Infections causing proteinuria, including urinary tract infections, are often treated with antibiotics. The proteinuria often goes away after successful treatment.
High Blood Pressure
Elevated blood pressure can cause proteinuria in dogs by forcing protein into the urine in the kidneys. Common medications used to treat high blood pressure in dogs include amlodipine and telmisartan. Your vet may also prescribe ACE inhibitor medications including enalapril or benazepril.
Multiple myelomas are tumors that produce antibodies. They also produce special Bence-Jones proteins that are small enough to pass through the kidney’s filter and into the urine. These proteins cause proteinuria and can damage the kidney. A special Bence-Jones protein test can detect these proteins if your veterinarian suspects your dog has multiple myeloma.
Recovery and Management of Proteinuria in Dogs
Resolving proteinuria means treating the underlying condition. It’s best to detect proteinuria as early as possible so your vet can figure out what’s causing it and develop a treatment plan. In some cases, such as lower urinary tract infection, the condition can be treated relatively easily and the proteinuria will go away.
Chronic causes of proteinuria, such as inflammatory bowel disease, Cushing’s disease, or diabetes mellitus, may require long-term treatment. During treatment, your vet will try to stabilize the disease and prevent long-term kidney damage.
Dogs diagnosed with severe kidney disease, such as severe inherited kidney disorder, cancer in the kidney, or kidney failure, may not be able to stabilize the disease or will only be able to do so for a short time.
Proteinuria in Dogs FAQs
What does it mean if a dog has protein in their urine?
Dogs normally have a small amount of protein in their urine. When the vet sees that there are higher-than-normal levels of protein released into your dog’s urine, your veterinarian will perform tests to rule out several possible causes of proteinuria, including kidney disease. Proteinuria should be diagnosed and confirmed by a vet.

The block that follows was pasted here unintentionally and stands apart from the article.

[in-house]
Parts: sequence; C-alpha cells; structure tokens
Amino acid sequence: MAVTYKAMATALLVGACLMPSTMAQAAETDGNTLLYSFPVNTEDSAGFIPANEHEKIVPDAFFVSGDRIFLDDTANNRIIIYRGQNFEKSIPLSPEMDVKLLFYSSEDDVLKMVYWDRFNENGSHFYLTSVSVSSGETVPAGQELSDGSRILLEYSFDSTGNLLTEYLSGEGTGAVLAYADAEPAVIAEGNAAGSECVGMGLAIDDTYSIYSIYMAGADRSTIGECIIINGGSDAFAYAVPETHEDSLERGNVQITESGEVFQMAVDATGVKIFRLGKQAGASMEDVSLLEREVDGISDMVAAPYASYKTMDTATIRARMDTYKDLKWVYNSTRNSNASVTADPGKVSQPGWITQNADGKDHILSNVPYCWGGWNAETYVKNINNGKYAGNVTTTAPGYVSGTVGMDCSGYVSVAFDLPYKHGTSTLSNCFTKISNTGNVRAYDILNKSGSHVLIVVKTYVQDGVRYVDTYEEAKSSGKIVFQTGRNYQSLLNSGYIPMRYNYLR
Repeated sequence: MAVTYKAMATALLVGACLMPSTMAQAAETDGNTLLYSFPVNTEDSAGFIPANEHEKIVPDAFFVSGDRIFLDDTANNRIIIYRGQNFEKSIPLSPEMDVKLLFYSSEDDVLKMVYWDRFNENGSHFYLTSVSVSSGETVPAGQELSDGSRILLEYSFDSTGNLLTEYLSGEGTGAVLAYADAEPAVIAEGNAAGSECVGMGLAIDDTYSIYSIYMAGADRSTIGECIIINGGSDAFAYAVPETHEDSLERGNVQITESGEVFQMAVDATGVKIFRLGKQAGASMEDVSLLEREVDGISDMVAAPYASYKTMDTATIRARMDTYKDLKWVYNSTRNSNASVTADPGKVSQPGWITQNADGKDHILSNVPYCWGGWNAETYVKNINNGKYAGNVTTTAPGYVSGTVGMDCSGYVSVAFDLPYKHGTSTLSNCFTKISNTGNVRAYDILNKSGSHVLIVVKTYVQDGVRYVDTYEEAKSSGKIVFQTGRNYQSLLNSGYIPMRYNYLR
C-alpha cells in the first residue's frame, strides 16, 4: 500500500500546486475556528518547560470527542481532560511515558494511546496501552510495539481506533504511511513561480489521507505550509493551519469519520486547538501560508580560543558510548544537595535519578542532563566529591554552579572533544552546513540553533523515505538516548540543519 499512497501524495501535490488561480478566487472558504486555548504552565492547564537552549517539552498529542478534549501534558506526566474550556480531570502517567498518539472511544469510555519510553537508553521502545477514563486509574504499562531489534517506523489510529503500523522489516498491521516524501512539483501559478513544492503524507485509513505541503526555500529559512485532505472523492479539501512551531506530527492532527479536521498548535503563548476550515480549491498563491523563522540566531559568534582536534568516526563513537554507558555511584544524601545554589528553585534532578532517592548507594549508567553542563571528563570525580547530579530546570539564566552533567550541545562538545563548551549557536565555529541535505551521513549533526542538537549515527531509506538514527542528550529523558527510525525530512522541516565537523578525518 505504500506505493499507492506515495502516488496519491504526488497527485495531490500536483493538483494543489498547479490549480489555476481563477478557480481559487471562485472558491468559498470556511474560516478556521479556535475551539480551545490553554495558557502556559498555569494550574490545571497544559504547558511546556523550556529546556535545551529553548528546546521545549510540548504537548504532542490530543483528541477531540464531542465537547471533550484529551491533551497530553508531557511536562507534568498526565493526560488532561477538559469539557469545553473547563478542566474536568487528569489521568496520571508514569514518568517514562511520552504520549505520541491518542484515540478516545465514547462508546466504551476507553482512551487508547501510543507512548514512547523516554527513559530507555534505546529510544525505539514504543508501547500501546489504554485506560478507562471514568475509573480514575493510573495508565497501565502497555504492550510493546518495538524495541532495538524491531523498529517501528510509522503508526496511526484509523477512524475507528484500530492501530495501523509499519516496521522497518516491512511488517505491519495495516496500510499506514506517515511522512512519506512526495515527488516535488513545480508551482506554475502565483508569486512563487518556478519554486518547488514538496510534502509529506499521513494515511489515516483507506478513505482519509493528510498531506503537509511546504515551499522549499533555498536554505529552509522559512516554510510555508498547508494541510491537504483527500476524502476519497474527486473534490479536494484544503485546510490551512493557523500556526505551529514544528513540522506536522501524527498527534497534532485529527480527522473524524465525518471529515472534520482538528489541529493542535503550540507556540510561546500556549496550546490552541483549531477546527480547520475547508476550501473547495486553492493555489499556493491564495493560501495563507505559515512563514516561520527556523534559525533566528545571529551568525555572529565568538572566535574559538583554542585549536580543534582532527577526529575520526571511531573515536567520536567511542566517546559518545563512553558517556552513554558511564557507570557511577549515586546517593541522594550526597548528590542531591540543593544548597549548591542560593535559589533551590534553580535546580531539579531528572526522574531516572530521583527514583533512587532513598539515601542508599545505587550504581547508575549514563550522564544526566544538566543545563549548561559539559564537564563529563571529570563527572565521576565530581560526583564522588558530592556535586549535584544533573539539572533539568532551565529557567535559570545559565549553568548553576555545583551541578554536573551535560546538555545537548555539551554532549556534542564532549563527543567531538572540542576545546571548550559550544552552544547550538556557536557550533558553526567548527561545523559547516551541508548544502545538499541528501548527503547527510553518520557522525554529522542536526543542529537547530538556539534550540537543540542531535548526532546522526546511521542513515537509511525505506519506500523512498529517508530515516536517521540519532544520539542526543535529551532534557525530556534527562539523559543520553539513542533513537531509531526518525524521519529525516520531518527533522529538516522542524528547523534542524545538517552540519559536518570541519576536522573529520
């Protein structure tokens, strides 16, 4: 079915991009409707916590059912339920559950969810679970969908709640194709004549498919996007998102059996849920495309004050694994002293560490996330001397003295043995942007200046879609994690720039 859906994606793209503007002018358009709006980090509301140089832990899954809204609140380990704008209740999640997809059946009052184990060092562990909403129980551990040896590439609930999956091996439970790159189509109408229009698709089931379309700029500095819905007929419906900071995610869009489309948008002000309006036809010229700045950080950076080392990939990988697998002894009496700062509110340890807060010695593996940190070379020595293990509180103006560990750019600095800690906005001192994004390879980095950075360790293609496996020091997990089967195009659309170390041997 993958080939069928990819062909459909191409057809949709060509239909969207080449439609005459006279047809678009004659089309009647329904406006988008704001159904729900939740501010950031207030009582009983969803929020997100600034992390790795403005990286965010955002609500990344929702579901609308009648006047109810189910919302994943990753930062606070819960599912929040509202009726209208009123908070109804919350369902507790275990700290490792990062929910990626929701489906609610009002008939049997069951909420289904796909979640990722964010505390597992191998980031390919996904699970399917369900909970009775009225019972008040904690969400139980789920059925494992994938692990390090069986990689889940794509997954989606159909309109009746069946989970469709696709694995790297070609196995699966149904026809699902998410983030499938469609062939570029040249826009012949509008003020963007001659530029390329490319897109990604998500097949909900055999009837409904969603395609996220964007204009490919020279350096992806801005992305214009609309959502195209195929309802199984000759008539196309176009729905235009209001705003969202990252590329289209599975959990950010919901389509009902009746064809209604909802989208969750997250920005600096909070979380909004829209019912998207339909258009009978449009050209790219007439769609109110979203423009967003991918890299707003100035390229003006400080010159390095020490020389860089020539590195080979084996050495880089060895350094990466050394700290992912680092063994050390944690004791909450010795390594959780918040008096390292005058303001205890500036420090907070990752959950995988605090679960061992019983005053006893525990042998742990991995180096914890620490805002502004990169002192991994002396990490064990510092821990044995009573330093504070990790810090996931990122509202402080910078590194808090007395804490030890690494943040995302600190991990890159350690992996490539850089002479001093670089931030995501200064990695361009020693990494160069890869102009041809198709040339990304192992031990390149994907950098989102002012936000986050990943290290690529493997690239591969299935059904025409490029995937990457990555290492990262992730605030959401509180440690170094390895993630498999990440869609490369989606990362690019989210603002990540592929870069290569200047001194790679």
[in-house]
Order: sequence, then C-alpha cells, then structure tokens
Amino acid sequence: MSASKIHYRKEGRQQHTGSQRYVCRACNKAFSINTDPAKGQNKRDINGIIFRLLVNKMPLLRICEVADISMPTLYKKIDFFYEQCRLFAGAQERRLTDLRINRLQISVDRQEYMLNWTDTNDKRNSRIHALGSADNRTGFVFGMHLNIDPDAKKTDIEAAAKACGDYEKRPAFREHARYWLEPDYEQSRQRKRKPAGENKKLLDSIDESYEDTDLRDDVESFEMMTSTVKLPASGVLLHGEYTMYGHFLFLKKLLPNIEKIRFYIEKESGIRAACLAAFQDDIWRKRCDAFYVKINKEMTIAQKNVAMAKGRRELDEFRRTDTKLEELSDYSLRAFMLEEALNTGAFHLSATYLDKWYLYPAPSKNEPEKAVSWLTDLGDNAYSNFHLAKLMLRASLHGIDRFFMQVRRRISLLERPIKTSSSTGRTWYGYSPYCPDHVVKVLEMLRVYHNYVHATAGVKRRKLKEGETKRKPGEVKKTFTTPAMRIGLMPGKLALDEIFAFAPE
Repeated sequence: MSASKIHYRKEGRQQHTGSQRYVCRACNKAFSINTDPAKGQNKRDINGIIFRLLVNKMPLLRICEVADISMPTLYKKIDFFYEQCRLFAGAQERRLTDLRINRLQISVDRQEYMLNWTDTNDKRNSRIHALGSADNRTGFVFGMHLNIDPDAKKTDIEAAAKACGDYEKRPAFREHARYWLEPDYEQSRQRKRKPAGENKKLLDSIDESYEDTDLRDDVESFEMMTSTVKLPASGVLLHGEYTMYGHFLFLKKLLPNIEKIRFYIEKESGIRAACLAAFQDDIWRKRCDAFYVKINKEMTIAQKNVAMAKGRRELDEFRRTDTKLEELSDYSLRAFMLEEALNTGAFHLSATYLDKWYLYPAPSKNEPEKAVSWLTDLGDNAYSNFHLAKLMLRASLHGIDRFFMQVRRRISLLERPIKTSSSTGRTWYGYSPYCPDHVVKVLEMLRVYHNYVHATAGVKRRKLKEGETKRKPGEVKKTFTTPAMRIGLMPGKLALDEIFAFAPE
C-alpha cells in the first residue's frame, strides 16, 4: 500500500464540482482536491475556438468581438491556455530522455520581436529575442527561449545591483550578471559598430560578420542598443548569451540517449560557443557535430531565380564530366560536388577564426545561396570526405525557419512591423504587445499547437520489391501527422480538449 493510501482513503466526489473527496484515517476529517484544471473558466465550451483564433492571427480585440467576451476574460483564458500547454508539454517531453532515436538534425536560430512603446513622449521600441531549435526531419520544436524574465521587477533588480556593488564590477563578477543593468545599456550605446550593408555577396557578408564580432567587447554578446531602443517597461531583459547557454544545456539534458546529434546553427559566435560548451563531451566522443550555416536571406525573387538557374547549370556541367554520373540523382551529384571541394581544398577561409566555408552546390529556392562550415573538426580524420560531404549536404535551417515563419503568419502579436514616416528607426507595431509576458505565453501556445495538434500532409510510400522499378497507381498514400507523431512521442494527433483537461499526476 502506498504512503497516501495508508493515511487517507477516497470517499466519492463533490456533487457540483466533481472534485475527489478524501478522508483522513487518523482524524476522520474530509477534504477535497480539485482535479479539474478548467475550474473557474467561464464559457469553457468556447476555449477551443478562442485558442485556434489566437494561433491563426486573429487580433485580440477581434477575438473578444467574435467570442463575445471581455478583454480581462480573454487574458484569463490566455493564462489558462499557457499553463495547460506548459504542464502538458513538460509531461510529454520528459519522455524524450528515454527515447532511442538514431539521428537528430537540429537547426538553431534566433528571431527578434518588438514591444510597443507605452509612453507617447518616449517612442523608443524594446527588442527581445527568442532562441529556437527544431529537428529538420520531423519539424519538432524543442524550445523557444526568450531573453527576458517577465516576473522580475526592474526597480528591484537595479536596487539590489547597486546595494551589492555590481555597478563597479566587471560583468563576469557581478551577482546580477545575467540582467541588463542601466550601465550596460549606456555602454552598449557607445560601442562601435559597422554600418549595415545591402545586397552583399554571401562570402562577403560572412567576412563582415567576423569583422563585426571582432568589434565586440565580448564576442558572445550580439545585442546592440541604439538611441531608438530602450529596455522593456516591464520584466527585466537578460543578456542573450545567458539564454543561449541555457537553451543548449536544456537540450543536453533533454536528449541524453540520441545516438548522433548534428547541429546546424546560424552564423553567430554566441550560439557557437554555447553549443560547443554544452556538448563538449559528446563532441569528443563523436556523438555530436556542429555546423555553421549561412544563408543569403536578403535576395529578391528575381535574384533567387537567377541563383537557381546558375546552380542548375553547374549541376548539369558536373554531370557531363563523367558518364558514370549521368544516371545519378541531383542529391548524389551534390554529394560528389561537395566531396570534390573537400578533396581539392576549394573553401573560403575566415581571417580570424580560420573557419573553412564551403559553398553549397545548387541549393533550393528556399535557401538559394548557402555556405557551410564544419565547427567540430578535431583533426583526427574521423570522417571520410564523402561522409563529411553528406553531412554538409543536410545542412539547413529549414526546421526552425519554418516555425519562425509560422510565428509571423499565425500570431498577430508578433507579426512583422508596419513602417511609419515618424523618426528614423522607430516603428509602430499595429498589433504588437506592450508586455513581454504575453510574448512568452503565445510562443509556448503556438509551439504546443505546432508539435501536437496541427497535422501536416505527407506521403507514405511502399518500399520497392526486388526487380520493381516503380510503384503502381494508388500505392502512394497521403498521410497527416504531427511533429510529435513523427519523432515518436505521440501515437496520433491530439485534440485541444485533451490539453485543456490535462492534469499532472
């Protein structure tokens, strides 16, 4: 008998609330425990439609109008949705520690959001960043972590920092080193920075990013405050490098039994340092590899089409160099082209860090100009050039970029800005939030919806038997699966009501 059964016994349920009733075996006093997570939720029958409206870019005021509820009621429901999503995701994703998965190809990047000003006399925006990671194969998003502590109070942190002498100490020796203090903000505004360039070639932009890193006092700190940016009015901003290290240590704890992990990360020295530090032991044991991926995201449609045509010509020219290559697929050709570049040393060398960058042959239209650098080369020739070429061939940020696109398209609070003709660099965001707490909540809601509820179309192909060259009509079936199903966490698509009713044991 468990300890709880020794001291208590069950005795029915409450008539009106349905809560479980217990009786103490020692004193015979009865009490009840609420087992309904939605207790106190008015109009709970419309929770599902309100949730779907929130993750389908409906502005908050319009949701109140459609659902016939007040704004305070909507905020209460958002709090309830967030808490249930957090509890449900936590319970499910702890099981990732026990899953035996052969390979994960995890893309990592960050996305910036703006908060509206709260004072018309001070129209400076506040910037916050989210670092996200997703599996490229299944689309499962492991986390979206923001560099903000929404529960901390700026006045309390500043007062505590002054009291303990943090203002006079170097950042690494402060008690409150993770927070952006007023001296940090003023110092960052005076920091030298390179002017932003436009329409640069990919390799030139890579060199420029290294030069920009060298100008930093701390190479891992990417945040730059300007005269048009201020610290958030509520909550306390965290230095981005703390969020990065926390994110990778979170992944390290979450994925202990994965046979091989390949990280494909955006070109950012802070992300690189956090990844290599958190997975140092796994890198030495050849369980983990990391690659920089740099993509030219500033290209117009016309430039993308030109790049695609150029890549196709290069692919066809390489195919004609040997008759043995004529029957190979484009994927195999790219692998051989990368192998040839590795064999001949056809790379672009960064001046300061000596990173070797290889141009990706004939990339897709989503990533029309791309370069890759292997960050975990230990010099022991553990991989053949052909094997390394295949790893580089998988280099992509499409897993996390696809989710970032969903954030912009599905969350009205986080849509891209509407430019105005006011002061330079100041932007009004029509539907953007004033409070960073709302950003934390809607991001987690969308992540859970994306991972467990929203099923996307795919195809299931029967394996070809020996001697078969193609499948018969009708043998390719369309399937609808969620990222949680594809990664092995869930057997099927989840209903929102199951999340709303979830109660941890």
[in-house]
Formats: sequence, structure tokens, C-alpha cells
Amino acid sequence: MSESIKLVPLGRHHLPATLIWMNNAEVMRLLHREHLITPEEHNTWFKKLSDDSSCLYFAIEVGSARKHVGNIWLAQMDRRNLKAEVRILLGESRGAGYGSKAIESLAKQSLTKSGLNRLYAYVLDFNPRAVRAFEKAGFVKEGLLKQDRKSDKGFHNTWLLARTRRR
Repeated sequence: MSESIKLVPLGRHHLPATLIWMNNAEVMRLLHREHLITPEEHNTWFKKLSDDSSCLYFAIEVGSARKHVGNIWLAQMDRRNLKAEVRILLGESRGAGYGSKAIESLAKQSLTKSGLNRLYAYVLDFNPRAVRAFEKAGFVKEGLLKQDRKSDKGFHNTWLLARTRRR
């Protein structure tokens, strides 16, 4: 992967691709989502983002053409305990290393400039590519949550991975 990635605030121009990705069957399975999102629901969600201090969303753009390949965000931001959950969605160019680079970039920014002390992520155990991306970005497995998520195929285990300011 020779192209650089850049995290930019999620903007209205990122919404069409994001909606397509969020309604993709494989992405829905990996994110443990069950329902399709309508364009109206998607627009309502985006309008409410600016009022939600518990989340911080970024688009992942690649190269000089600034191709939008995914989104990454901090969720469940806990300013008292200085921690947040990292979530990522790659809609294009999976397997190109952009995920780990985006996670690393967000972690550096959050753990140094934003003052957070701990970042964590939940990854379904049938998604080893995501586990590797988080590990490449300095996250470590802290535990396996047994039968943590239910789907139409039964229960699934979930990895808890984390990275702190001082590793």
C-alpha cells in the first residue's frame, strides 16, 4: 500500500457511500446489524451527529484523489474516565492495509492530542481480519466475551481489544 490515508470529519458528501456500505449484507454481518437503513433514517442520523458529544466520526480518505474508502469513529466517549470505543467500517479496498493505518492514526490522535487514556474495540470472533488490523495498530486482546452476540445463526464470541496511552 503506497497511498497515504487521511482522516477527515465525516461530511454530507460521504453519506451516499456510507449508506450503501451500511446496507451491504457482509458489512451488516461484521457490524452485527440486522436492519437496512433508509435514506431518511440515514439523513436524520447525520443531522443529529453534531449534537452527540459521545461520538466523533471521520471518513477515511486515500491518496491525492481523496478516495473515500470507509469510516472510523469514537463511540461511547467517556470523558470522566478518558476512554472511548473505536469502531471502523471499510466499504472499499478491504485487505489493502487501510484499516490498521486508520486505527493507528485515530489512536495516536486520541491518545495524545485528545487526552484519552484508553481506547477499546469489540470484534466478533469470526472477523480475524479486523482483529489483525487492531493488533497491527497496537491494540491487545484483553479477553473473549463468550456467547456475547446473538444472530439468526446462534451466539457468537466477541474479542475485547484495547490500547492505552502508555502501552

How do I reduce protein in my dog's urine?
Some of the most common causes of damage to a dog’s kidney are infections. Keep your dog up to date on heartworm prevention as well as flea and tick control. Treat skin infections and dental disease early.
Why does my dog have high protein in his urine?
High protein in the urine may indicate an infection, blood in the urine, broken red blood cells, muscle proteins, or albumin in the urine. Sometimes, the protein indicates a problem in the kidney’s glomerulus (filtering apparatus), causing protein loss from the body into the urine.
What is urine protein creatinine ratio (UPCR) in dogs?
This is a measurement of the ratio of urine protein to a substance called urine creatinine in your dog’s blood creatinine. Creatinine is a normal waste product found in the blood. This test is considered the gold standard for measuring proteinuria in dogs. Normal UPCR levels are less than 0.5. This test is often used in conjunction with other kidney tests to measure overall kidney function.